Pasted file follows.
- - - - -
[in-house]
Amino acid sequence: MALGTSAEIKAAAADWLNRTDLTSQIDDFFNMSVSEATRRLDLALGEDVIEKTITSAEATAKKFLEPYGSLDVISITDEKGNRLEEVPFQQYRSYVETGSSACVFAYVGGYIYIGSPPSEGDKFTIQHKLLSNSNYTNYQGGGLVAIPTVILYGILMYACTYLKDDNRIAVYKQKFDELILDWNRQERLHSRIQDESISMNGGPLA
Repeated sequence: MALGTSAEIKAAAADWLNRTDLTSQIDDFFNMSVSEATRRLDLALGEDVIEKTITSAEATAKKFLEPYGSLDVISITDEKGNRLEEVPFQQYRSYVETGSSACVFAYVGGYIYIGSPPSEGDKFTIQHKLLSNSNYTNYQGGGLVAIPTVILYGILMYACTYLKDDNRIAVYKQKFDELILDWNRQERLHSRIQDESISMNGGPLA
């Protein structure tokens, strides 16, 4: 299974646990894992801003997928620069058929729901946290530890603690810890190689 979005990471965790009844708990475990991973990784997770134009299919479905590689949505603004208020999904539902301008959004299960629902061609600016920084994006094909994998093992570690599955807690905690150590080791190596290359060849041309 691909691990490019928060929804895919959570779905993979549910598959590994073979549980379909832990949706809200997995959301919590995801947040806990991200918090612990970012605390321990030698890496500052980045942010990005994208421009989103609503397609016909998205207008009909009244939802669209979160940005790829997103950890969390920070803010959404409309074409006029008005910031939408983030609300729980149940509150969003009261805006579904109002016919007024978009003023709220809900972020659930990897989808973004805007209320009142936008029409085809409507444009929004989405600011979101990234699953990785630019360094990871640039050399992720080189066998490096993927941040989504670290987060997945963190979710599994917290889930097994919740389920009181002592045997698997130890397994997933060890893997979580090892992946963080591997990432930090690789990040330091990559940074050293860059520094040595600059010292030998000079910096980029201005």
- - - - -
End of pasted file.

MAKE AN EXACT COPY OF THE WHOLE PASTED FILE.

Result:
[in-house]
Amino acid sequence: MALGTSAEIKAAAADWLNRTDLTSQIDDFFNMSVSEATRRLDLALGEDVIEKTITSAEATAKKFLEPYGSLDVISITDEKGNRLEEVPFQQYRSYVETGSSACVFAYVGGYIYIGSPPSEGDKFTIQHKLLSNSNYTNYQGGGLVAIPTVILYGILMYACTYLKDDNRIAVYKQKFDELILDWNRQERLHSRIQDESISMNGGPLA
Repeated sequence: MALGTSAEIKAAAADWLNRTDLTSQIDDFFNMSVSEATRRLDLALGEDVIEKTITSAEATAKKFLEPYGSLDVISITDEKGNRLEEVPFQQYRSYVETGSSACVFAYVGGYIYIGSPPSEGDKFTIQHKLLSNSNYTNYQGGGLVAIPTVILYGILMYACTYLKDDNRIAVYKQKFDELILDWNRQERLHSRIQDESISMNGGPLA
């Protein structure tokens, strides 16, 4: 299974646990894992801003997928620069058929729901946290530890603690810890190689 979005990471965790009844708990475990991973990784997770134009299919479905590689949505603004208020999904539902301008959004299960629902061609600016920084994006094909994998093992570690599955807690905690150590080791190596290359060849041309 691909691990490019928060929804895919959570779905993979549910598959590994073979549980379909832990949706809200997995959301919590995801947040806990991200918090612990970012605390321990030698890496500052980045942010990005994208421009989103609503397609016909998205207008009909009244939802669209979160940005790829997103950890969390920070803010959404409309074409006029008005910031939408983030609300729980149940509150969003009261805006579904109002016919007024978009003023709220809900972020659930990897989808973004805007209320009142936008029409085809409507444009929004989405600011979101990234699953990785630019360094990871640039050399992720080189066998490096993927941040989504670290987060997945963190979710599994917290889930097994919740389920009181002592045997698997130890397994997933060890893997979580090892992946963080591997990432930090690789990040330091990559940074050293860059520094040595600059010292030998000079910096980029201005």